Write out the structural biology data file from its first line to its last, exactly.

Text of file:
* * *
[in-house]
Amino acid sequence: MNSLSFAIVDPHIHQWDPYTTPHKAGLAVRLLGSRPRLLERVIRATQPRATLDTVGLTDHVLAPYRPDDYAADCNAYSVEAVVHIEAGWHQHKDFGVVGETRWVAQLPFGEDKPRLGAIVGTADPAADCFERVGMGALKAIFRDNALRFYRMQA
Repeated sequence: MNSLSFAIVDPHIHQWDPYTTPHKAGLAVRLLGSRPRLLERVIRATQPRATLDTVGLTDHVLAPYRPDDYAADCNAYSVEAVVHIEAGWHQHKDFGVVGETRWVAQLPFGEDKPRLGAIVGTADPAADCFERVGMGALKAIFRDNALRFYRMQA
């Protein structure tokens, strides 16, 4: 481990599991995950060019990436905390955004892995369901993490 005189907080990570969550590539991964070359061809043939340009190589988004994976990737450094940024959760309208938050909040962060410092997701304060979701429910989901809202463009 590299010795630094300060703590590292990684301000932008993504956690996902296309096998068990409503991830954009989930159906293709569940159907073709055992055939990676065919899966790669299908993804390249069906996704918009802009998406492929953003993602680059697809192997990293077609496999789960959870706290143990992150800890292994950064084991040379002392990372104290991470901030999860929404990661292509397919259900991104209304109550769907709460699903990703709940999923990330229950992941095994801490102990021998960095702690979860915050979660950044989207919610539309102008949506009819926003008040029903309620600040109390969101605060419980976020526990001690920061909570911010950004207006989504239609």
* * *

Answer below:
[in-house]
Amino acid sequence: MNSLSFAIVDPHIHQWDPYTTPHKAGLAVRLLGSRPRLLERVIRATQPRATLDTVGLTDHVLAPYRPDDYAADCNAYSVEAVVHIEAGWHQHKDFGVVGETRWVAQLPFGEDKPRLGAIVGTADPAADCFERVGMGALKAIFRDNALRFYRMQA
Repeated sequence: MNSLSFAIVDPHIHQWDPYTTPHKAGLAVRLLGSRPRLLERVIRATQPRATLDTVGLTDHVLAPYRPDDYAADCNAYSVEAVVHIEAGWHQHKDFGVVGETRWVAQLPFGEDKPRLGAIVGTADPAADCFERVGMGALKAIFRDNALRFYRMQA
């Protein structure tokens, strides 16, 4: 481990599991995950060019990436905390955004892995369901993490 005189907080990570969550590539991964070359061809043939340009190589988004994976990737450094940024959760309208938050909040962060410092997701304060979701429910989901809202463009 590299010795630094300060703590590292990684301000932008993504956690996902296309096998068990409503991830954009989930159906293709569940159907073709055992055939990676065919899966790669299908993804390249069906996704918009802009998406492929953003993602680059697809192997990293077609496999789960959870706290143990992150800890292994950064084991040379002392990372104290991470901030999860929404990661292509397919259900991104209304109550769907709460699903990703709940999923990330229950992941095994801490102990021998960095702690979860915050979660950044989207919610539309102008949506009819926003008040029903309620600040109390969101605060419980976020526990001690920061909570911010950004207006989504239609």